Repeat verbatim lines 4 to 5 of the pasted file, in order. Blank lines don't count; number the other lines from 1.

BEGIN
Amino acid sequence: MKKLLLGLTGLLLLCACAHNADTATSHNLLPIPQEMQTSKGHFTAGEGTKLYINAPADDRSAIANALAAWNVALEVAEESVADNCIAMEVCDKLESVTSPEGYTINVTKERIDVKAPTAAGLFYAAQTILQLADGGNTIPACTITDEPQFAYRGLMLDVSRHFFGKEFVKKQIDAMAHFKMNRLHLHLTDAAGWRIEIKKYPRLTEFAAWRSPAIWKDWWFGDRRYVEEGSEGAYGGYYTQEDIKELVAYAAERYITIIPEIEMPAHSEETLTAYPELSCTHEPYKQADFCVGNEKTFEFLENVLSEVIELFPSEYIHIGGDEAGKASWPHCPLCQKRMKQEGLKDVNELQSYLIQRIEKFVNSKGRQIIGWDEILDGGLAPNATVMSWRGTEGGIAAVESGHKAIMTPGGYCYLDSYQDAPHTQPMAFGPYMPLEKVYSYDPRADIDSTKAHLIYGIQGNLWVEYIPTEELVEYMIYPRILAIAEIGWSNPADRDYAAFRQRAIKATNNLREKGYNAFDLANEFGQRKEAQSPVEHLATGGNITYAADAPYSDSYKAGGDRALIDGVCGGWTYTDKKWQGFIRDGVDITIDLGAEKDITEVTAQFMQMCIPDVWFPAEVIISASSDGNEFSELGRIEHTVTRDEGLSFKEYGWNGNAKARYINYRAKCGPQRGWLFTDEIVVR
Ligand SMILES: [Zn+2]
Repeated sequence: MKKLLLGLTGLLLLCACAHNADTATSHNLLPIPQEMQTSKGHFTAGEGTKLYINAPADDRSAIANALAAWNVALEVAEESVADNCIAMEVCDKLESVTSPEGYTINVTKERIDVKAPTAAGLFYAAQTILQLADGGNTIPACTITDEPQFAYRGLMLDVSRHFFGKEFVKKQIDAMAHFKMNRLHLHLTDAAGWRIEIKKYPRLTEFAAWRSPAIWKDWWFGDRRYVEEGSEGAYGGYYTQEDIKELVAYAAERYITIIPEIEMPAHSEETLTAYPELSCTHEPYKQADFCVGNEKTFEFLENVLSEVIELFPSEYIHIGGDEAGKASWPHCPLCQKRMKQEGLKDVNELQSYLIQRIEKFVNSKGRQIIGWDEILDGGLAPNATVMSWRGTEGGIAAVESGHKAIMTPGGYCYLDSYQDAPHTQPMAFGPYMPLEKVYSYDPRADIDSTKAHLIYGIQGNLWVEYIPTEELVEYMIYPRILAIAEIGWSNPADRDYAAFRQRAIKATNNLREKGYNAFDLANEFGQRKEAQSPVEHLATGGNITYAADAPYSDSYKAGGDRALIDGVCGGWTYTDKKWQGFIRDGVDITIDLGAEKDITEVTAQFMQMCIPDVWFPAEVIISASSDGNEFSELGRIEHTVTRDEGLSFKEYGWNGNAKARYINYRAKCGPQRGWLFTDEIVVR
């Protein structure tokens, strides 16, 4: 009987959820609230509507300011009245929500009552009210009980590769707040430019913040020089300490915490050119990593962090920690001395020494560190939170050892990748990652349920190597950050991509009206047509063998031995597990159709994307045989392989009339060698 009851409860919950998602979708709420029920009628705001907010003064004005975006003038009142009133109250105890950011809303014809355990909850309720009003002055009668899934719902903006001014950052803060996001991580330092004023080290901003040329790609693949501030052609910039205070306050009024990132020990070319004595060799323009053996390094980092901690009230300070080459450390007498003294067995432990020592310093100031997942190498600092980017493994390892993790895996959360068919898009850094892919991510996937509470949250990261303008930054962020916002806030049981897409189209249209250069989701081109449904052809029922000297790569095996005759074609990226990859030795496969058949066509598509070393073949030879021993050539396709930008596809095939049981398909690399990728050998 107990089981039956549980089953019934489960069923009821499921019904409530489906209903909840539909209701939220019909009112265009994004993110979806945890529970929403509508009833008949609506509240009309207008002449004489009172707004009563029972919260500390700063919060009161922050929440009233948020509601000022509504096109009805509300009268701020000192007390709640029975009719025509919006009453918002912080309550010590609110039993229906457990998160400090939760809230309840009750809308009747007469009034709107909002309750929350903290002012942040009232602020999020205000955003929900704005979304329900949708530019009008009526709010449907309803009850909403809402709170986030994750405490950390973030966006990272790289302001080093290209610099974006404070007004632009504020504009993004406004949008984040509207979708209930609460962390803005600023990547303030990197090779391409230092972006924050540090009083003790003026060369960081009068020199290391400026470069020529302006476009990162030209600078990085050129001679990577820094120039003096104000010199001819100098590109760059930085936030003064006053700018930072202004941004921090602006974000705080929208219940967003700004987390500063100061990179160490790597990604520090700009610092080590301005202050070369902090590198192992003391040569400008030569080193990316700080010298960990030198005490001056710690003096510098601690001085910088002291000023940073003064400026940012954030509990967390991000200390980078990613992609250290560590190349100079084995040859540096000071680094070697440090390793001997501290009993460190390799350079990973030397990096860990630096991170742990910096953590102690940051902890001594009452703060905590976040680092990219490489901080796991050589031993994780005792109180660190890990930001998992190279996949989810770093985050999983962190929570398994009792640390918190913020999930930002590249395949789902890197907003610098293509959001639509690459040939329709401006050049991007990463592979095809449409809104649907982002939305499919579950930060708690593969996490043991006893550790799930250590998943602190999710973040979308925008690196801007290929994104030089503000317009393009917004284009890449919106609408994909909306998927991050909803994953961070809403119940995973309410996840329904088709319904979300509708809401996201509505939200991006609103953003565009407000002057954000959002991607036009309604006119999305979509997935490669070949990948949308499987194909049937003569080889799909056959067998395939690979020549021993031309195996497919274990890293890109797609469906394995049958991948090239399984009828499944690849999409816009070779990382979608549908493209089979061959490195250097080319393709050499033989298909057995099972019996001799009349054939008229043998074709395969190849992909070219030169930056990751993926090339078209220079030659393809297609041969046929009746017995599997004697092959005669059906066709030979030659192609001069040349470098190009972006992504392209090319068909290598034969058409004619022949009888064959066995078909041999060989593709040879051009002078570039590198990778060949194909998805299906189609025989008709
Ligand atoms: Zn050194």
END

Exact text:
């Protein structure tokens, strides 16, 4: 009987959820609230509507300011009245929500009552009210009980590769707040430019913040020089300490915490050119990593962090920690001395020494560190939170050892990748990652349920190597950050991509009206047509063998031995597990159709994307045989392989009339060698 009851409860919950998602979708709420029920009628705001907010003064004005975006003038009142009133109250105890950011809303014809355990909850309720009003002055009668899934719902903006001014950052803060996001991580330092004023080290901003040329790609693949501030052609910039205070306050009024990132020990070319004595060799323009053996390094980092901690009230300070080459450390007498003294067995432990020592310093100031997942190498600092980017493994390892993790895996959360068919898009850094892919991510996937509470949250990261303008930054962020916002806030049981897409189209249209250069989701081109449904052809029922000297790569095996005759074609990226990859030795496969058949066509598509070393073949030879021993050539396709930008596809095939049981398909690399990728050998 107990089981039956549980089953019934489960069923009821499921019904409530489906209903909840539909209701939220019909009112265009994004993110979806945890529970929403509508009833008949609506509240009309207008002449004489009172707004009563029972919260500390700063919060009161922050929440009233948020509601000022509504096109009805509300009268701020000192007390709640029975009719025509919006009453918002912080309550010590609110039993229906457990998160400090939760809230309840009750809308009747007469009034709107909002309750929350903290002012942040009232602020999020205000955003929900704005979304329900949708530019009008009526709010449907309803009850909403809402709170986030994750405490950390973030966006990272790289302001080093290209610099974006404070007004632009504020504009993004406004949008984040509207979708209930609460962390803005600023990547303030990197090779391409230092972006924050540090009083003790003026060369960081009068020199290391400026470069020529302006476009990162030209600078990085050129001679990577820094120039003096104000010199001819100098590109760059930085936030003064006053700018930072202004941004921090602006974000705080929208219940967003700004987390500063100061990179160490790597990604520090700009610092080590301005202050070369902090590198192992003391040569400008030569080193990316700080010298960990030198005490001056710690003096510098601690001085910088002291000023940073003064400026940012954030509990967390991000200390980078990613992609250290560590190349100079084995040859540096000071680094070697440090390793001997501290009993460190390799350079990973030397990096860990630096991170742990910096953590102690940051902890001594009452703060905590976040680092990219490489901080796991050589031993994780005792109180660190890990930001998992190279996949989810770093985050999983962190929570398994009792640390918190913020999930930002590249395949789902890197907003610098293509959001639509690459040939329709401006050049991007990463592979095809449409809104649907982002939305499919579950930060708690593969996490043991006893550790799930250590998943602190999710973040979308925008690196801007290929994104030089503000317009393009917004284009890449919106609408994909909306998927991050909803994953961070809403119940995973309410996840329904088709319904979300509708809401996201509505939200991006609103953003565009407000002057954000959002991607036009309604006119999305979509997935490669070949990948949308499987194909049937003569080889799909056959067998395939690979020549021993031309195996497919274990890293890109797609469906394995049958991948090239399984009828499944690849999409816009070779990382979608549908493209089979061959490195250097080319393709050499033989298909057995099972019996001799009349054939008229043998074709395969190849992909070219030169930056990751993926090339078209220079030659393809297609041969046929009746017995599997004697092959005669059906066709030979030659192609001069040349470098190009972006992504392209090319068909290598034969058409004619022949009888064959066995078909041999060989593709040879051009002078570039590198990778060949194909998805299906189609025989008709
Ligand atoms: Zn050194």